I bought some extracts through these people but already had a coconut essence here. Theirs says it's oil based, I would have to find the one I used to be sure.
There was an oil slick left in the kettle but the flavour all came through into the beer, no problems with head retention.
I got one essence called cinnamon scroll - I reckon that a good dose in a stout or brown ale of some sort could be epic.

you are welcome to a beer of mine to evaluate the coconut level - just PM me your addy, it's all good, paying it forward and all that...
 

klangers

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droid said:
There was an oil slick left in the kettle but the flavour all came through into the beer, no problems with head retention.
Sounds awesome. I've brewed extensively with "oily" adjuncts, such as various citrus zests, coffee, nuts etc. I've never, ever had an issue with head retention. It's probably measurable, but no, I don't believe it to be significant enough to concern myself with. The "oil will kill head retention" argument is almost certainly an oversimplification. Maybe Lyrebird_Circles or MHB can add some nifty brewing science to this..

The cinnamon scroll one sounds delightful.
 

Stouter

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This reads like a very sweet stout given the ingredients, and very tasty!
What are your addition techniques for the choc, coconut, raspberry etc? Hop sock, or sieve/tea bag enclosure type set up?

At risk of hijacking the thread but since we're in Stout flavour country here, anyone tried Sichuan pepper in a Stout?
Any links or redirection for this would be appreciated, I'm keen to try it and need some guidance for quantities.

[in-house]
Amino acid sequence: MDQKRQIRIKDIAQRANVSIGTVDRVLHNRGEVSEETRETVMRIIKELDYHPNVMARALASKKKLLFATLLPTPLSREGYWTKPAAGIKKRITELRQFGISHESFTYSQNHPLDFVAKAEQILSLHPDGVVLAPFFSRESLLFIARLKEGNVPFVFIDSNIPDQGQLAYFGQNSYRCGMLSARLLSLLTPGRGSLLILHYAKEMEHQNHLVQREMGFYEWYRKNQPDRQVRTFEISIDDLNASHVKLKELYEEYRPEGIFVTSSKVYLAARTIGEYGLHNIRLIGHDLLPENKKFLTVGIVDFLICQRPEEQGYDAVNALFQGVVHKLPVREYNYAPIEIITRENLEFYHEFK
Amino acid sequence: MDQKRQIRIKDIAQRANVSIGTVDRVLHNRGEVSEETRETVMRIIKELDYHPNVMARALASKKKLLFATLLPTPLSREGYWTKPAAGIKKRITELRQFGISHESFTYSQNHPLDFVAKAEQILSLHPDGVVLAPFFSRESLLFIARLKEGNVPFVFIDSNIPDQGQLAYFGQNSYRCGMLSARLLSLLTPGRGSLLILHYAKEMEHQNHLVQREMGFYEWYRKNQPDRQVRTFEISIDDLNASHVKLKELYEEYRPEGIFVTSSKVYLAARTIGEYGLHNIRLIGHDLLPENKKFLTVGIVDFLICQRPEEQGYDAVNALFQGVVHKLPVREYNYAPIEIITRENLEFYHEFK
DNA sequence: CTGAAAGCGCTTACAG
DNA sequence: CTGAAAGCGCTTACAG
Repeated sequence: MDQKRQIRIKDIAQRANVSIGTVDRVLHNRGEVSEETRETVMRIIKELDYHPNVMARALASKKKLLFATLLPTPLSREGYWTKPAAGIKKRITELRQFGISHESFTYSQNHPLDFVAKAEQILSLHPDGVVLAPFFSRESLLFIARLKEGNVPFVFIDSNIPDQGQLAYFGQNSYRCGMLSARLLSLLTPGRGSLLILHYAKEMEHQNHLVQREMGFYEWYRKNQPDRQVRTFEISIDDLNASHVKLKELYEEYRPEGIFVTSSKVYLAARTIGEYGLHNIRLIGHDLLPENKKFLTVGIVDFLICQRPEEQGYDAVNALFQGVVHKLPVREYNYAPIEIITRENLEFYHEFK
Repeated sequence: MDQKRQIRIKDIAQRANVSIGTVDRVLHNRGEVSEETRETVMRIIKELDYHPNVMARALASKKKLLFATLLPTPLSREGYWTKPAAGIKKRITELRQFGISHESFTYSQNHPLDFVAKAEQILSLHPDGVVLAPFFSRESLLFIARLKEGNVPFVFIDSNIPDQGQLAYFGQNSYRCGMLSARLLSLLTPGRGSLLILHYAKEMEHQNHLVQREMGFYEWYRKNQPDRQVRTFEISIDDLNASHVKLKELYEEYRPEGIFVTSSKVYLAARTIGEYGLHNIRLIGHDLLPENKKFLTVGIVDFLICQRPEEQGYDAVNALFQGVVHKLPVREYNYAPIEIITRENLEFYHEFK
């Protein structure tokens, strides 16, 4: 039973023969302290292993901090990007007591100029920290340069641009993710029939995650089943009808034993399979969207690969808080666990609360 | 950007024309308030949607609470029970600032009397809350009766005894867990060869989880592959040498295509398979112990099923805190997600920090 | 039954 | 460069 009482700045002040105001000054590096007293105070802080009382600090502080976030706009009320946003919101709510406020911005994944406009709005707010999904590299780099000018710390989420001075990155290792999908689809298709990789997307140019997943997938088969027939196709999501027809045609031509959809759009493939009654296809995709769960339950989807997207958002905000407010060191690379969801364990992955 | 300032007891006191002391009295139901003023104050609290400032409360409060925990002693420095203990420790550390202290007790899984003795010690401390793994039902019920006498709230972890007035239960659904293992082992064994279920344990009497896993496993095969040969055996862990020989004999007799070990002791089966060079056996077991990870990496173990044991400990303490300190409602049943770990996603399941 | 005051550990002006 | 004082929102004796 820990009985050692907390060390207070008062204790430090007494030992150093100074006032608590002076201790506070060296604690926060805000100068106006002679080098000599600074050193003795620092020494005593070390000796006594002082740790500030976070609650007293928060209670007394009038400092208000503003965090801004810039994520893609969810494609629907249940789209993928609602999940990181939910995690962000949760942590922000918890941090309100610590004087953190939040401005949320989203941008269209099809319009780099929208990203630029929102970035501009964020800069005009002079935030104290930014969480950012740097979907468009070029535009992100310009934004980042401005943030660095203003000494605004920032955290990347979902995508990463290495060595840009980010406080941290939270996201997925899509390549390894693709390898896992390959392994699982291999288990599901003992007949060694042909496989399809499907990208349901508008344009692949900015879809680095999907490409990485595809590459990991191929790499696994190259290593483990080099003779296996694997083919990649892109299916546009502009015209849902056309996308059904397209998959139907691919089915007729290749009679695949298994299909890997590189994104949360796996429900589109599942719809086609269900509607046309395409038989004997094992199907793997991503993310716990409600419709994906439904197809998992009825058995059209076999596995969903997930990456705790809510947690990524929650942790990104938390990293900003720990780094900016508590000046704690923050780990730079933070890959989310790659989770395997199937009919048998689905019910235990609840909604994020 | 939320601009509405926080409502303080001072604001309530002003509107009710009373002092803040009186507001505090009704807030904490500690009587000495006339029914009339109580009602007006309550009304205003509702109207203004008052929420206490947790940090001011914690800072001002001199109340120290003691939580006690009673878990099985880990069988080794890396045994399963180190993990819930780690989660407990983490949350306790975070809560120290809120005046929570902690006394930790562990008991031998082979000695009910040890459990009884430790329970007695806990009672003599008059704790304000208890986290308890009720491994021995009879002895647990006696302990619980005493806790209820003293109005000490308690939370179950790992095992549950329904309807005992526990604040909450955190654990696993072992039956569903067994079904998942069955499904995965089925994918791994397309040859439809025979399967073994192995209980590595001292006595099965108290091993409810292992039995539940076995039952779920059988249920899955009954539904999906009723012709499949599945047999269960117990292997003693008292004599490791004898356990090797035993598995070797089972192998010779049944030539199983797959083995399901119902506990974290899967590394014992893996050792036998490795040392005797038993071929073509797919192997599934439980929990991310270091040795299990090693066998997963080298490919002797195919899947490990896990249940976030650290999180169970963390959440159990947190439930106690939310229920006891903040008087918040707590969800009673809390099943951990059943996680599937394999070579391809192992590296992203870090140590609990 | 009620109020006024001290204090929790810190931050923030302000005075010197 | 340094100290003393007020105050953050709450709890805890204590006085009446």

Bob_Loblaw

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Stouter said:
This reads like a very sweet stout given the ingredients, and very tasty!
What are your addition techniques for the choc, coconut, raspberry etc? Hop sock, or sieve/tea bag enclosure type set up?
If I end up going with coconut essence I'll add that to the end of the boil. For the Chocolate Syrup - goes straight in as is. I've had good success by simply racking a blonde ale onto frozen raspberries with no bag or sock so will probably give that a go. Cold crashing should mean it all drops to the bottom anyway.
 

manticle

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Stouter said:
This reads like a very sweet stout given the ingredients, and very tasty!
What are your addition techniques for the choc, coconut, raspberry etc? Hop sock, or sieve/tea bag enclosure type set up?

At risk of hijacking the thread but since we're in Stout flavour country here, anyone tried Sichuan pepper in a Stout?
Any links or redirection for this would be appreciated, I'm keen to try it and need some guidance for quantities.
I've no idea why you think they'd be a good marriage (love both but together sounds wrong) but try dosing a glass of base stout. Once you have a reasonable idea of desired level, scale up for the main batch proportionally.